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Port Hawkesbury Justice Centre

Judge: “Afghan veteran’s triple murder-suicide impossible to predict”

By Steve MacArthur Jan 31, 2024 | 12:00 PM

The judge overseeing an inquiry in a triple murder-suicide involving a former Canadian war veteran it is almost impossible to determine if the deaths could have been prevented.

Judge Paul Scovil presented his report and 25 recommendations on the Lionel Desmond hearings.

Desmond served two tours in Afghanistan and suffered from severe PTSD. When he moved back home to Nova Scotia, he went four month without treatment due to difficulties accessing his medical records from the military.

He shot and killed his wife, daughter and mother before turning the gun on himself in Upper Big Tracadie, N.S. in 2017.

“This has been an arduous and emotional process for everyone involved, but hopefully also a worthwhile one,” Judge Scovil said.

Scovil stated health care professionals could have done a better job sharing Desmond’s medical history and his mental state.

“The overarching question here is whether the Desmond family’s tragic deaths could have been predicted or prevented,” said Judge Scovil. “At the end of the day, it is impossible to say with certainty that had my recommendations been in place when Corporal Desmond left the military, no suicide or homicides would have occurred. But we can say they could have possibly helped avert the tragic events of January 3, 2017.”

The inquiry last 56 days over seven years and heard from 70 witnesses. It was delayed by COVID 19 and a change in judges over that time.

Desmond Fatality Inquiry – Recommendations

Recommendation 1: It is recommended that the Province of Nova Scotia advocate the Federal Government to have a case manager assigned to Veterans transitioning out of the Canadian Armed Forces.

Recommendation 2: That the Rapid Access and Stabilization Program be funded by the Province of Nova Scotia to include all regions in Nova Scotia.

Recommendation 3: That the Province of Nova Scotia liaise with federal agencies to ensure individuals diagnosed with Post Traumatic Stress Disorder or other health issues be provided a copy of their health records to be ingested into Nova Scotia records.

Recommendation 4: That the Nova Scotia Health Authority and the Nova Scotia Department of Health and Wellness assess the availability of neuropsychological assessments in the province and, if needed, take steps to ensure they are more readily available.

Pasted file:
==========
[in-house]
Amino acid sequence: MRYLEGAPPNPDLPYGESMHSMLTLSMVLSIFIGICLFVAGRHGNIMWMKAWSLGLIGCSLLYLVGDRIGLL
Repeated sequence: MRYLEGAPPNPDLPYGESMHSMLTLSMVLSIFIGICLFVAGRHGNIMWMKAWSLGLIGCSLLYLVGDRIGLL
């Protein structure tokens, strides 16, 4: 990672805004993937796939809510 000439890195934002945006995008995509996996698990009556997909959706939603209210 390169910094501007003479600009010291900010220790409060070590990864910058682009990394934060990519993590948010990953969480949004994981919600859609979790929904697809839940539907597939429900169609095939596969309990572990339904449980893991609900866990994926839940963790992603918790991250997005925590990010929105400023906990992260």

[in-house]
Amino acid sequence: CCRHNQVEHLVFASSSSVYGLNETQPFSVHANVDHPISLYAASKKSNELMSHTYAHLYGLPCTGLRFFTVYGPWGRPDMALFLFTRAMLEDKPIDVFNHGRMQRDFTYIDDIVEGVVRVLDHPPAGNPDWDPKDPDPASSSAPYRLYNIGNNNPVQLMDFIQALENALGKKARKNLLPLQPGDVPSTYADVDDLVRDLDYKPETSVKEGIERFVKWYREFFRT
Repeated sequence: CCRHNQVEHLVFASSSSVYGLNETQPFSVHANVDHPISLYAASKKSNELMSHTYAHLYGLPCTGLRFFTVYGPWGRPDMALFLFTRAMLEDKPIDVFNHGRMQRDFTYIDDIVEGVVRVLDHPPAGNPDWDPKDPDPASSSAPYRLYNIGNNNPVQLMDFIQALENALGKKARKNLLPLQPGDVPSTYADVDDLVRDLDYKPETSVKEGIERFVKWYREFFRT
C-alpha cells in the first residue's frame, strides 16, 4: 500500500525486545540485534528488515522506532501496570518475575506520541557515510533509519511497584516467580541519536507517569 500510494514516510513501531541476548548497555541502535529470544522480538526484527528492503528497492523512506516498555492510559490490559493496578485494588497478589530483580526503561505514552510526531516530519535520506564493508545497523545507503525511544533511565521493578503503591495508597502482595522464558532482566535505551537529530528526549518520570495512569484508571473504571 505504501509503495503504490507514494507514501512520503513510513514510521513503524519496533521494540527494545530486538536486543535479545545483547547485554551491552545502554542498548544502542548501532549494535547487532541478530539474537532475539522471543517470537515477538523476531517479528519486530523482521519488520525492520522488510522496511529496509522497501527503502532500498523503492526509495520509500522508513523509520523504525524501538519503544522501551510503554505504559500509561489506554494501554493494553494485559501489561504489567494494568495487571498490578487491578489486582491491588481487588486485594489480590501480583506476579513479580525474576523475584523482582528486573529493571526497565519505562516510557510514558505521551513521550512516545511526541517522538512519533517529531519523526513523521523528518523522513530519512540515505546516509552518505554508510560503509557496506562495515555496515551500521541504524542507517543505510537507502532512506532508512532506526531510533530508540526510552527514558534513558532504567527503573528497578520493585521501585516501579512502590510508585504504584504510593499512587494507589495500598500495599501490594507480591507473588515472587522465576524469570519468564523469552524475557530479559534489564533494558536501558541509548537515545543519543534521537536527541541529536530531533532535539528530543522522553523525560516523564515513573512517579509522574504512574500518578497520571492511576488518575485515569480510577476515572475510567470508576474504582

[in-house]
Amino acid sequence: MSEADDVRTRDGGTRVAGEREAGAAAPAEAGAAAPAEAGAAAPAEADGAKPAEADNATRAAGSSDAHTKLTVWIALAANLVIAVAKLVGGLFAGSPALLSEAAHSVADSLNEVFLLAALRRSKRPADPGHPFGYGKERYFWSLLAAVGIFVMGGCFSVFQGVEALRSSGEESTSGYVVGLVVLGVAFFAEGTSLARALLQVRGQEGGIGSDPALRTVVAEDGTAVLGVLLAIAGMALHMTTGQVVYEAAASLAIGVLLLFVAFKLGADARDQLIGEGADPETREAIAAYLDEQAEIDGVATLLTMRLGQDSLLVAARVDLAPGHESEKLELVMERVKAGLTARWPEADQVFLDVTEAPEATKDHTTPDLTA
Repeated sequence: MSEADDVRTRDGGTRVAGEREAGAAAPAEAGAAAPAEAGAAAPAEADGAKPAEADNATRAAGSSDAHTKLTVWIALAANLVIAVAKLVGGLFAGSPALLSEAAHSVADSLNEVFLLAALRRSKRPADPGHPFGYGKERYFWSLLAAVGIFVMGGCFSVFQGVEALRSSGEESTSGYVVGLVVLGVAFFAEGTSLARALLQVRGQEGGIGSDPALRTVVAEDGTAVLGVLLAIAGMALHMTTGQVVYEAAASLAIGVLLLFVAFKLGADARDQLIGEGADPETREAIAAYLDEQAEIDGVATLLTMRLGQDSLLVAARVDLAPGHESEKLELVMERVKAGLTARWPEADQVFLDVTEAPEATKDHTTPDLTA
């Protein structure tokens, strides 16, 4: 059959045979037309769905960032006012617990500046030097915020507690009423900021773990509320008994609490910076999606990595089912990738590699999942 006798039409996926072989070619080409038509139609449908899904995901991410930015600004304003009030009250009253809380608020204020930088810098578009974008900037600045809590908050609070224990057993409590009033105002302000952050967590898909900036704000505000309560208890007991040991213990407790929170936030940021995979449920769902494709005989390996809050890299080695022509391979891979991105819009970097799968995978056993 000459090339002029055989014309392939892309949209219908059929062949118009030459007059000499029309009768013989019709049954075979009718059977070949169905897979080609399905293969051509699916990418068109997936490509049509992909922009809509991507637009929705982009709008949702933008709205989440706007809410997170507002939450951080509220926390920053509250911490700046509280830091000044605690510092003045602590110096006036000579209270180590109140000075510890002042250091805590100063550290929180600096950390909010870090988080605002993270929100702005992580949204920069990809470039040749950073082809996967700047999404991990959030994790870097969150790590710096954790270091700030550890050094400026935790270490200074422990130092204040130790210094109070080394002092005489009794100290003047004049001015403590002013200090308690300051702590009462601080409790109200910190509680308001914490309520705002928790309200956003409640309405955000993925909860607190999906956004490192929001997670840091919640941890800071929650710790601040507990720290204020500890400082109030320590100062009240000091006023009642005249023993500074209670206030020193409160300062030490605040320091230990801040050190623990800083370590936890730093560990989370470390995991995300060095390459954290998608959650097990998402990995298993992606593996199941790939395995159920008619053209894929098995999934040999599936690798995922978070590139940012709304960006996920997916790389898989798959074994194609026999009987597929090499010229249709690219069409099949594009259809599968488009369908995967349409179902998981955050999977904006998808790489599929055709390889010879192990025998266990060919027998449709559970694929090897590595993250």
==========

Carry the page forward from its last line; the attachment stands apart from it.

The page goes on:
Recommendation 5: That the Nova Scotia Health Authority continue to update its Suicide Risk Assessment & Intervention policy and tool based on the most up-to-date evidence on suicide risk assessment and continue to train staff engaged in mental health on the SRAI policy and tool and be provided adequate funding by the Province of Nova Scotia to do so.

Recommendation 6: That the Nova Scotia Department of Health and Wellness and the Nova Scotia Health Authority partner with appropriate community organizations to provide more comprehensive virtual care to rural African Nova Scotian communities.

Recommendation 7: That the Nova Scotia Department of Health and Wellness and the Nova Scotia Health Authority take steps to recruit Black and diverse mental health providers to provide culturally informed and responsive care with an emphasis on training in the areas of psychosocial services, occupational stress, and general mental health and addictions with appropriate provincial funding.

Recommendation 8: The Nova Scotia Department of Health and Wellness and the Nova Scotia Health Authority should recruit and provide educational scholarships for Black registered nurses and nurse practitioners with appropriate provincial funding.

Recommendation 9: The Network of Black Mental Health Providers built from the work of the Nova Scotia Mental Health and Addiction Strategy should be supported and adequately resourced by the Province of Nova Scotia.

Recommendation 10: The Province of Nova Scotia should ensure that funding for the Men’s Helpline through the provincial 211 system continue, and work to increase public awareness of websites that provide information for those who encounter intimate partner violence.